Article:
Six Ideas To Put Frustration In its Place

Life comes at you fast in the 21st century, and just keeping up is a job all on its own. Everyday frustrations can make you feel
discouraged and overwhelmed, thanks to the frenetic pace of our world. You may be writing a term paper, applying to college, or searching for a job. You may be embarking on a new relationship, raising a child, or caring for an older loved one. You may be struggling to get through the day with anxiety or depression. Whatever your challenge, stop, breathe, and remind yourself of six things that will put frustration in its place.
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The Sky Is The Limit: Spotlight on Allie Parrish

Originally, I wrote this post for The Lighthouse, and it was never published there. It’s a bit different from my usual posts on this blog, because it is a profile. But this lady is awe-inspiring, and a role model for anyone, blind or sighted. I’d like to introduce you to Allie Parrish.
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Darkness Be My Friend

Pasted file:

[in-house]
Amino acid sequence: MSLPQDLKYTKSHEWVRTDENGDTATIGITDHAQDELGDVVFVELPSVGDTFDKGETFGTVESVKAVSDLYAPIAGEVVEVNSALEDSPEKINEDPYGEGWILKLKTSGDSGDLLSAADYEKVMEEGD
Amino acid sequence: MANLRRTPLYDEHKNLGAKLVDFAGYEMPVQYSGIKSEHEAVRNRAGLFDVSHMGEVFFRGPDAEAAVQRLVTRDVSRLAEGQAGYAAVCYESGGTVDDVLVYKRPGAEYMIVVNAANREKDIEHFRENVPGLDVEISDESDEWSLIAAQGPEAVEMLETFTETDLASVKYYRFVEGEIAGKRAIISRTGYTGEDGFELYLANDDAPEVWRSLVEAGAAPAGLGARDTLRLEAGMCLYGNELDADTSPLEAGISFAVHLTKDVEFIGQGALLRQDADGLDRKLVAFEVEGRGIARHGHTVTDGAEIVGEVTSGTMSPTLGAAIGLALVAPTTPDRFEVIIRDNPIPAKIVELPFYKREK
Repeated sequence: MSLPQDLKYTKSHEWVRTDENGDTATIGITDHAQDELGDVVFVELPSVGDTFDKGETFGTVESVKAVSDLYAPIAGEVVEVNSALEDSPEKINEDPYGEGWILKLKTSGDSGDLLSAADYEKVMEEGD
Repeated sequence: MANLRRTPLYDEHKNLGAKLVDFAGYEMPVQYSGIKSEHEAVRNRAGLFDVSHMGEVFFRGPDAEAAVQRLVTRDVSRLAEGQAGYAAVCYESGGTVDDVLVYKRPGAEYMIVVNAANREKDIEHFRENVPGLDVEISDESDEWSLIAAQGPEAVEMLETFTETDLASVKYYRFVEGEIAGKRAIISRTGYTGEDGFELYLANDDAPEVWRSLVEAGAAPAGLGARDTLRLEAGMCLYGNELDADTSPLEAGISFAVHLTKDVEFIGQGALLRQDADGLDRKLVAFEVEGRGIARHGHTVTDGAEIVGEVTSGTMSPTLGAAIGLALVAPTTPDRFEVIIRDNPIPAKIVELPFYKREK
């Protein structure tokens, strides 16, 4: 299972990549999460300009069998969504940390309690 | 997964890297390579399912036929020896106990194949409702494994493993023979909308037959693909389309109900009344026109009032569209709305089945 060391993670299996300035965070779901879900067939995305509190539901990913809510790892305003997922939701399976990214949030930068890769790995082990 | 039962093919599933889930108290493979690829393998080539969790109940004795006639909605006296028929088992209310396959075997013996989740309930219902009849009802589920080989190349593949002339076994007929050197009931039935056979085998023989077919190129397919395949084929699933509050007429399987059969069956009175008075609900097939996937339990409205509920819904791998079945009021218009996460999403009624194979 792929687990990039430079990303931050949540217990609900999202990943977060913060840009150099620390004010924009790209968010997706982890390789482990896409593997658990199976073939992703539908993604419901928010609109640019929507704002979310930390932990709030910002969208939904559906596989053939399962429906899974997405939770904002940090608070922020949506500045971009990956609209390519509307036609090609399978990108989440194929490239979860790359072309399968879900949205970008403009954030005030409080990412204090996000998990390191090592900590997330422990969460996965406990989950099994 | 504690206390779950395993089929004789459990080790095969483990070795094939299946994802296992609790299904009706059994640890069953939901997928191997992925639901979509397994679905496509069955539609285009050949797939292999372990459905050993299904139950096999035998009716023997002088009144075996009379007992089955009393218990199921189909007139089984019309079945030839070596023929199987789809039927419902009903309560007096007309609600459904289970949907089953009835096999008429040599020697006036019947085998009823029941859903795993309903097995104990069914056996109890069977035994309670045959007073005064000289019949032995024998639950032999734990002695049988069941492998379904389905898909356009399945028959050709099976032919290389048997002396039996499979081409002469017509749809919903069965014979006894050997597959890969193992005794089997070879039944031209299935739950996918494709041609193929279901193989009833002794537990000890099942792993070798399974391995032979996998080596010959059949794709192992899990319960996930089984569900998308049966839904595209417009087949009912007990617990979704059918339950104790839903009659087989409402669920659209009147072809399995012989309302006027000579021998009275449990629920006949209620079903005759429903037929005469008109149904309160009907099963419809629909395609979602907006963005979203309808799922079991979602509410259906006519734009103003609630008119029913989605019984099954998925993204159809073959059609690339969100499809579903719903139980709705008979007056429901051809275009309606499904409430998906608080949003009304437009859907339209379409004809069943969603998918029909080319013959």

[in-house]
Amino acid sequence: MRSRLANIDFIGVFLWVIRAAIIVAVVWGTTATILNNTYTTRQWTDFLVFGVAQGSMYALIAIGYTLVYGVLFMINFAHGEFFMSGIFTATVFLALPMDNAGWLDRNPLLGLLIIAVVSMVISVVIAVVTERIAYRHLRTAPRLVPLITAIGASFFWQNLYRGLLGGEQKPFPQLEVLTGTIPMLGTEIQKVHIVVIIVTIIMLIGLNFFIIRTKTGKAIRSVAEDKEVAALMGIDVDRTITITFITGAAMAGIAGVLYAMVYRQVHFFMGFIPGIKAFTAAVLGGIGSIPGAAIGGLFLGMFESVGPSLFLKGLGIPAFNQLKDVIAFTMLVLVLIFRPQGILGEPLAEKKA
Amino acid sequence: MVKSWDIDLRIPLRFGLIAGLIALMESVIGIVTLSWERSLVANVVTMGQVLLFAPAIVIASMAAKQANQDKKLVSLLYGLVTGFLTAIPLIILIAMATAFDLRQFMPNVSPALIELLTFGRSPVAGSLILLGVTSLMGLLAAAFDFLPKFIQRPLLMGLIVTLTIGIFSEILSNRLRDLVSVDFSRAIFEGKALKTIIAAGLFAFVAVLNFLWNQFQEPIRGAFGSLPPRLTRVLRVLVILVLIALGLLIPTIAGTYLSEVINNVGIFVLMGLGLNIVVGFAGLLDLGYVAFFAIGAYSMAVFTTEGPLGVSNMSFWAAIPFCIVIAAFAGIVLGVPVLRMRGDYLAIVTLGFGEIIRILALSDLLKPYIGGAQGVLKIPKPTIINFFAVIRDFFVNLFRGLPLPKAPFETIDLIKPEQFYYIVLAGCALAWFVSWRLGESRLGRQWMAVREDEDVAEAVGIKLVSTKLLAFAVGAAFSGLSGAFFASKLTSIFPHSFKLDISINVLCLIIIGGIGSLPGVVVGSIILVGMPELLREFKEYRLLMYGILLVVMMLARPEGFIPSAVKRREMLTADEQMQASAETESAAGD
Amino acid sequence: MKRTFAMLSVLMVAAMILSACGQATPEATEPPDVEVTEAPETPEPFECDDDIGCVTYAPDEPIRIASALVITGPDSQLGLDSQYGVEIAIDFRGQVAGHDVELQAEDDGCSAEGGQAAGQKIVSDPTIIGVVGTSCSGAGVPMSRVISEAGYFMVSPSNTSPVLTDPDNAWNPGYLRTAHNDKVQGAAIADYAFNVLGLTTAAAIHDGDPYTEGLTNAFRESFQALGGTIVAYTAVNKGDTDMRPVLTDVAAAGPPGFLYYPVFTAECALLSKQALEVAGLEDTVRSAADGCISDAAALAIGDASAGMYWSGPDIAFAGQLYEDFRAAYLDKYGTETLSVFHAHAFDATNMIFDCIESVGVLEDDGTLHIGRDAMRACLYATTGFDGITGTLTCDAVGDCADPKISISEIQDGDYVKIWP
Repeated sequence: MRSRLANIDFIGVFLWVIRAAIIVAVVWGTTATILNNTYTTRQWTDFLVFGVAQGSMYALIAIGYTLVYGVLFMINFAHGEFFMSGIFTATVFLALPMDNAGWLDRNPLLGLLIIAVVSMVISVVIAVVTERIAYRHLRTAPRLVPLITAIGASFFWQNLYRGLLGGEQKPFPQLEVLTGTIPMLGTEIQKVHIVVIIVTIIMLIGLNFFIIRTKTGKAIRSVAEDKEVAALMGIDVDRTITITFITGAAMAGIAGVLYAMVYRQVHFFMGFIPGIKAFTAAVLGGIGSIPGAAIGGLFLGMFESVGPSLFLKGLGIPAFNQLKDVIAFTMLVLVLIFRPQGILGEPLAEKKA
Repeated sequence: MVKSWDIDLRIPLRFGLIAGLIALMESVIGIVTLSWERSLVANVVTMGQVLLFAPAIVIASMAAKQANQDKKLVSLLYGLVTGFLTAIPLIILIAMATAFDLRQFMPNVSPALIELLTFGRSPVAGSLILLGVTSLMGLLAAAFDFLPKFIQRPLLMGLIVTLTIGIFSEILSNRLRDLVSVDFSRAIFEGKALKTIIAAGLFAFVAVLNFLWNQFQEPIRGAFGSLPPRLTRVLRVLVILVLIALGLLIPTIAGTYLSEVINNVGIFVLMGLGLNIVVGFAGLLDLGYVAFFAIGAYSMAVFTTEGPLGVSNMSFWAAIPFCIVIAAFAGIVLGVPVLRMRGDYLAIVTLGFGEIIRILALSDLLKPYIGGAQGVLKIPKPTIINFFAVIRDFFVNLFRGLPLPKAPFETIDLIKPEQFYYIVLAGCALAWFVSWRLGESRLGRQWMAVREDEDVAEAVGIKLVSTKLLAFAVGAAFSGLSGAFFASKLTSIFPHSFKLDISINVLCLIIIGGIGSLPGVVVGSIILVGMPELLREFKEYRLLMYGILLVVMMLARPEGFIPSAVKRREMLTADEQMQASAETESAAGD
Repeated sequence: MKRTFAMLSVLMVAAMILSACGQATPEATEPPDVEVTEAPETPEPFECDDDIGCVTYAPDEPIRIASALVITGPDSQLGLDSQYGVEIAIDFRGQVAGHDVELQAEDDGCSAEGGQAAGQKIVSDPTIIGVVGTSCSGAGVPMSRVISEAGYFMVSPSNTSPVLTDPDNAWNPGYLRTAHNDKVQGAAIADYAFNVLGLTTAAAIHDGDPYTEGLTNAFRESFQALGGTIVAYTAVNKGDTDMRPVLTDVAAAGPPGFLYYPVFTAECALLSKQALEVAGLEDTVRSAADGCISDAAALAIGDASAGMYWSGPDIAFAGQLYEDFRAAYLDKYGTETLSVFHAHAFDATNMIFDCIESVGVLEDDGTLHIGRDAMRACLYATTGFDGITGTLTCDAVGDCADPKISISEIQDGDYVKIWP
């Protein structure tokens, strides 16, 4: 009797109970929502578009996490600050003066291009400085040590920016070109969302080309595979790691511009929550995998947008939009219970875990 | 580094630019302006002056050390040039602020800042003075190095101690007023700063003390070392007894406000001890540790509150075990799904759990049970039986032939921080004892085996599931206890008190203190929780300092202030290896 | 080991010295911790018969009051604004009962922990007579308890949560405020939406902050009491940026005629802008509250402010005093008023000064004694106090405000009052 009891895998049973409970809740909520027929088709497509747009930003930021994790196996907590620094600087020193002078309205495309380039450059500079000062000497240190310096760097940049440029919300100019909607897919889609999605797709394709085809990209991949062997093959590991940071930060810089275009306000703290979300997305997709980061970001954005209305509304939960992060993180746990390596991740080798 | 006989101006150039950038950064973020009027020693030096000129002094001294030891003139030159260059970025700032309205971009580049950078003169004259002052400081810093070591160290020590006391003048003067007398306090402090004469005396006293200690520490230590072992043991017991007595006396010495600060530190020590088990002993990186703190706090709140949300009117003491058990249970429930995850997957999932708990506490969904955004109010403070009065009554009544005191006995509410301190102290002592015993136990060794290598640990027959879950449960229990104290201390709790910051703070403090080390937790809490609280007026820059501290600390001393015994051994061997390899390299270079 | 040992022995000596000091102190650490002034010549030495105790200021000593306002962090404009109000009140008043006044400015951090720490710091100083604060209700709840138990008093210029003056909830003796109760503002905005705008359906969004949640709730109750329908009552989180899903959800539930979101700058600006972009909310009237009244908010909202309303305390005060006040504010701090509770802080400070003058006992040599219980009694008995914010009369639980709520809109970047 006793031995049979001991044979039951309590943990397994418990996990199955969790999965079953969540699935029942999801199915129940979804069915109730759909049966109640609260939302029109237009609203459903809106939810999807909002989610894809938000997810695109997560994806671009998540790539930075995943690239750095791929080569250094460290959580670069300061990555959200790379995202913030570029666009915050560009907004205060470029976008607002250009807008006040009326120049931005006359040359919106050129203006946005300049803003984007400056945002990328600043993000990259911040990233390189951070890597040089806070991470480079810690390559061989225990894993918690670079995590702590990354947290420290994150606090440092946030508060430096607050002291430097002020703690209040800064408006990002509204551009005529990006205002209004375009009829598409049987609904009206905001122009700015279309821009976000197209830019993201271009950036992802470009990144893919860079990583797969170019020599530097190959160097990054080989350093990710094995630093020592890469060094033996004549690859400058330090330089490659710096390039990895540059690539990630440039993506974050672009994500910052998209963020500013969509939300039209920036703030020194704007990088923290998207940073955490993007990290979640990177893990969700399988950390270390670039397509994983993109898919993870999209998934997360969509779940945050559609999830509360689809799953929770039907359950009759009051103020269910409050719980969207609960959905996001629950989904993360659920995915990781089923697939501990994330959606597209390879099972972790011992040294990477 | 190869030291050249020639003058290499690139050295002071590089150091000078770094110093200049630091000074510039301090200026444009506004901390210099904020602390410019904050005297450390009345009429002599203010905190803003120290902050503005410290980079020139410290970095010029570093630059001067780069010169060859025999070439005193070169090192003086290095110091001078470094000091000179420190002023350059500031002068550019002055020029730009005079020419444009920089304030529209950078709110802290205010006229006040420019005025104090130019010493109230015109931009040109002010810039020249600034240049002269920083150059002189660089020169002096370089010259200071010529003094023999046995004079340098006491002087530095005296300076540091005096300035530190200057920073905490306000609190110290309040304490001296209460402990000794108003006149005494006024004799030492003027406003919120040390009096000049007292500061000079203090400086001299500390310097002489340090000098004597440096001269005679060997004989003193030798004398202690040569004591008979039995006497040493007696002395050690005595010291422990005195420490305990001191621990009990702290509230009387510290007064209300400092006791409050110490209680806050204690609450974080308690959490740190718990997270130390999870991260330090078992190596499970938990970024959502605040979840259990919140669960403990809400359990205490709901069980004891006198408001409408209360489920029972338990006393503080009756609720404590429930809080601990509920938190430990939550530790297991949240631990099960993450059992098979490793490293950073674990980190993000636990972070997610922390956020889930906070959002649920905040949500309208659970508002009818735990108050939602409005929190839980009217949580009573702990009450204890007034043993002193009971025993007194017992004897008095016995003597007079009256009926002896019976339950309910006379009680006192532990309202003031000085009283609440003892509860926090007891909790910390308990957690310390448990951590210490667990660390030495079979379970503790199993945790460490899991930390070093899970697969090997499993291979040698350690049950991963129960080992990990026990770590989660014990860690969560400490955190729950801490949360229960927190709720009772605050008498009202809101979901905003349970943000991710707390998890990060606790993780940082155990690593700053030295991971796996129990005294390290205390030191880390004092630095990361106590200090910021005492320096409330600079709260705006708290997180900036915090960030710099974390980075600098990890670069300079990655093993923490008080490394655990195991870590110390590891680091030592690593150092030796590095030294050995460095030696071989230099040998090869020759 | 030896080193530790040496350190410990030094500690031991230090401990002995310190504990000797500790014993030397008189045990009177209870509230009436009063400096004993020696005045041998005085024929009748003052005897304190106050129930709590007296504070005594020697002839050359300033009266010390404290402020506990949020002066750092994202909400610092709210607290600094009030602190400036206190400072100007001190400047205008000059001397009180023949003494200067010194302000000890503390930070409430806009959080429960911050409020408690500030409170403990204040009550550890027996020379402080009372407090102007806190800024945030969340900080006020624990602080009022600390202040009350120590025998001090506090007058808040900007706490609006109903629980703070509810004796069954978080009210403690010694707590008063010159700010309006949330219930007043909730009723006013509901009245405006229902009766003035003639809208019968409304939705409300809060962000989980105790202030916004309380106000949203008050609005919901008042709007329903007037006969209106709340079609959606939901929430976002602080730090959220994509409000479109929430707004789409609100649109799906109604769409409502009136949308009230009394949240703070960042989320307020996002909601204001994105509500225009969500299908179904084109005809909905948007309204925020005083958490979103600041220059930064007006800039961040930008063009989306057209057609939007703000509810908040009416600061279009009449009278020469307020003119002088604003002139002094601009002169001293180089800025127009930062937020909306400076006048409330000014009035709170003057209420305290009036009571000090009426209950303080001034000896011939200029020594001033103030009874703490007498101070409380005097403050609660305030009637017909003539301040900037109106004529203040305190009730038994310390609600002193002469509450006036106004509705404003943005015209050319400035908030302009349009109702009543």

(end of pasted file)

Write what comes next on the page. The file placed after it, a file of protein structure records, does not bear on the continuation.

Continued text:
Certain events stamp themselves in our memories, so that we never forget where we were when we heard the news. The day JFK was assassinated, the Challenger explosion, 9/11 . . . collective experiences shape the perspective from which the world will view events from that point forward. This is also true for personal experiences.
On a Wednesday afternoon in 1996, I went to the mall with a friend to buy a Christmas gift. I was twenty-two, college finals were finished, and I was looking forward to the holidays. The sun was warm for December, bright with a soft winter light. I noted how pretty it was, but I had no idea that it was the last “normal” light I would ever see.
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No Shame In My Game: On Guilt and Blindness

We may have been at a museum, or maybe it was a park.
I don’t remember the location, but I will never forget the realization. I was with my parents, and younger brother. My Dad was describing something to me, and as my nine-year-old-girl mind contrasted that with the shouts and laughter from the other families, I suddenly realized a terrible thing!
My family, the best family in the world, couldn’t have fun like everyone else. They couldn’t have fun, because they had to stop and describe things to me. I was slowing them down.
I was keeping them from enjoying things.
It made my stomach hurt.
It made me want to cry. Continue reading “No Shame In My Game: On Guilt and Blindness”